Wednesday, July 18, 2012

Purify code using free monads

Experienced Haskell programmers commonly advise newcomers to keep as much of their program as pure as possible. Purity confers many practical advantages:
  • You can formally prove things about your code
  • Barring that, you can reason easily about your code
  • If all else fails, you can QuickCheck your code
To demonstrate this, I'll use the following simple echo program:
import System.Exit

main = do x <- getLine
          putStrLn x
          exitSuccess
          putStrLn "Finished"
The above program only makes one mistake: It mixes business logic with side-effects. Now, there's nothing wrong with that and I program like that all the time for simple programs that I can fit in my head. However, I hope to interest you in all the cool things you can do by factoring out the side-effects from the program logic.


Free monads


First, we must purify our program, and we can always factor out impure parts from any code by using free monads. Free monads let you decompose any impure program into a pure representation of its behavior and a minimal impure interpreter:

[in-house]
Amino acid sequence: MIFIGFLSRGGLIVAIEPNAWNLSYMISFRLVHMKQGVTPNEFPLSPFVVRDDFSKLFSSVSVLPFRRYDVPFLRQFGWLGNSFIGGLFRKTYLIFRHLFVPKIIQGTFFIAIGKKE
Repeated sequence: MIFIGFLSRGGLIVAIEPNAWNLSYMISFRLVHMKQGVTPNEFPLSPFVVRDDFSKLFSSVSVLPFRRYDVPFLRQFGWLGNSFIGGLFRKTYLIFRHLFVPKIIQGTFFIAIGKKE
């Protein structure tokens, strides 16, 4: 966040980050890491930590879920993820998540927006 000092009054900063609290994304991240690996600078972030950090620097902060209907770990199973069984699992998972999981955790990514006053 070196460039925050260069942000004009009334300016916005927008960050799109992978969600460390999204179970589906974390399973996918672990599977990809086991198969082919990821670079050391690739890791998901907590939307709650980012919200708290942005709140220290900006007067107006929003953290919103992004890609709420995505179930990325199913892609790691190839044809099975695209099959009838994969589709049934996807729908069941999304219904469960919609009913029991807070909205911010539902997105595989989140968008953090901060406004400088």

import Control.Monad.Free
import System.Exit hiding (ExitSuccess)

data TeletypeF x
  = PutStrLn String x
  | GetLine (String -> x)
  | ExitSuccess

instance Functor TeletypeF where
    fmap f (PutStrLn str x) = PutStrLn str (f x)
    fmap f (GetLine      k) = GetLine (f . k)
    fmap f  ExitSuccess     = ExitSuccess

type Teletype = Free TeletypeF

putStrLn' :: String -> Teletype ()
putStrLn' str = liftF $ PutStrLn str ()

getLine' :: Teletype String
getLine' = liftF $ GetLine id

exitSuccess' :: Teletype r
exitSuccess' = liftF ExitSuccess

run :: Teletype r -> IO r
run (Pure r) = return r
run (Free (PutStrLn str t)) = putStrLn str >>  run t
run (Free (GetLine  f    )) = getLine      >>= run . f
run (Free  ExitSuccess    ) = exitSuccess

echo :: Teletype ()